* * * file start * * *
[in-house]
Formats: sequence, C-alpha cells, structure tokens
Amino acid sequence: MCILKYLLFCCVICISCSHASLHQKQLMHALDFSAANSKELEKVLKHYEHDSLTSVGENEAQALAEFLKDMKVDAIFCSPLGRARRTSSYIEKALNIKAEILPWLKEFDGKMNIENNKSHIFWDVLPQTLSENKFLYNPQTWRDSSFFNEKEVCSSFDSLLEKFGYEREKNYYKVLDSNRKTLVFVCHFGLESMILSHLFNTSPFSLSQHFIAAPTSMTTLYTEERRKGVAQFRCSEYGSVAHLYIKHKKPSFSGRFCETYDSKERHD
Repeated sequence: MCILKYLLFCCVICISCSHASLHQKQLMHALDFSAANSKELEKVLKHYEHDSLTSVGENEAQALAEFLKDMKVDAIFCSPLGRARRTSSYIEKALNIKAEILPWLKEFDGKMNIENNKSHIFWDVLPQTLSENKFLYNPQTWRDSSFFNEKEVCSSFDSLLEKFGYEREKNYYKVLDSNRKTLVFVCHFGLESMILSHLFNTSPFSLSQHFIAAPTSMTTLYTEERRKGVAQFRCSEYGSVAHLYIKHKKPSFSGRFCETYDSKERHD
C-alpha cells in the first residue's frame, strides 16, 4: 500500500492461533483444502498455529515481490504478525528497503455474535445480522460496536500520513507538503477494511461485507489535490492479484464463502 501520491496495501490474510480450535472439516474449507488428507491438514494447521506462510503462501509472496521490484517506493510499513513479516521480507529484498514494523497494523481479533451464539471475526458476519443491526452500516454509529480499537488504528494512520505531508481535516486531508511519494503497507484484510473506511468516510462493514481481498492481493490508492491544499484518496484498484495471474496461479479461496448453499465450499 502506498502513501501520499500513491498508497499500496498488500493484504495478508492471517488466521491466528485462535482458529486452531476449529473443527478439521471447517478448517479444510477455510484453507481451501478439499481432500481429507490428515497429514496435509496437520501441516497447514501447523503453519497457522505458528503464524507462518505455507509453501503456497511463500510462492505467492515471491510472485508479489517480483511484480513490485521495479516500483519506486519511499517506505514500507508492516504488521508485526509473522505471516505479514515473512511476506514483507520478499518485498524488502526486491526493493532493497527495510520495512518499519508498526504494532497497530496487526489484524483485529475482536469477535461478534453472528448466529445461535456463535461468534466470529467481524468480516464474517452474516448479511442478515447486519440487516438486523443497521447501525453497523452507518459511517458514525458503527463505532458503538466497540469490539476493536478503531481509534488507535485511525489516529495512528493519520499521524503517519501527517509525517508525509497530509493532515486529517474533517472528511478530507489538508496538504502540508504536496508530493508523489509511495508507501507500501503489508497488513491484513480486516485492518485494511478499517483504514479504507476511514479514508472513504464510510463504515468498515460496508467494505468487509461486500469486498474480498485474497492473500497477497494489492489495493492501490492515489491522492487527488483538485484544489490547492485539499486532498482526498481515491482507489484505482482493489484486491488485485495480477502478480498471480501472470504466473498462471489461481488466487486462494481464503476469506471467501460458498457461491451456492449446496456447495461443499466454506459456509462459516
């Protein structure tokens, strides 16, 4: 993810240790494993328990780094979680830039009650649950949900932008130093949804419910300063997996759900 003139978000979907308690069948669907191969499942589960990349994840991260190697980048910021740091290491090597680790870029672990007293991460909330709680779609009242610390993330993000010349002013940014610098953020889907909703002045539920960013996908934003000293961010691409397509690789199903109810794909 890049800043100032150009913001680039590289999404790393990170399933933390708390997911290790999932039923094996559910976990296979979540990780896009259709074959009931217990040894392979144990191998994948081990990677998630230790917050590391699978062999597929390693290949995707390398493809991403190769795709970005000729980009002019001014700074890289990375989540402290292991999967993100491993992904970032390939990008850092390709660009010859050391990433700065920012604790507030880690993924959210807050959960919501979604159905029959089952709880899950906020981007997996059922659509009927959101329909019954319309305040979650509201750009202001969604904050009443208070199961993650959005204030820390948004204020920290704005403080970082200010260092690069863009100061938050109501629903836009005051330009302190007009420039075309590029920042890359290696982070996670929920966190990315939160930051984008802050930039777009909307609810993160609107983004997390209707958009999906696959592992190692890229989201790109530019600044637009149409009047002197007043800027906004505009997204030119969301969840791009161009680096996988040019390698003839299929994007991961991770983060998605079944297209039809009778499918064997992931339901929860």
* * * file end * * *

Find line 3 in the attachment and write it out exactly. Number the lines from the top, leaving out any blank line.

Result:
Amino acid sequence: MCILKYLLFCCVICISCSHASLHQKQLMHALDFSAANSKELEKVLKHYEHDSLTSVGENEAQALAEFLKDMKVDAIFCSPLGRARRTSSYIEKALNIKAEILPWLKEFDGKMNIENNKSHIFWDVLPQTLSENKFLYNPQTWRDSSFFNEKEVCSSFDSLLEKFGYEREKNYYKVLDSNRKTLVFVCHFGLESMILSHLFNTSPFSLSQHFIAAPTSMTTLYTEERRKGVAQFRCSEYGSVAHLYIKHKKPSFSGRFCETYDSKERHD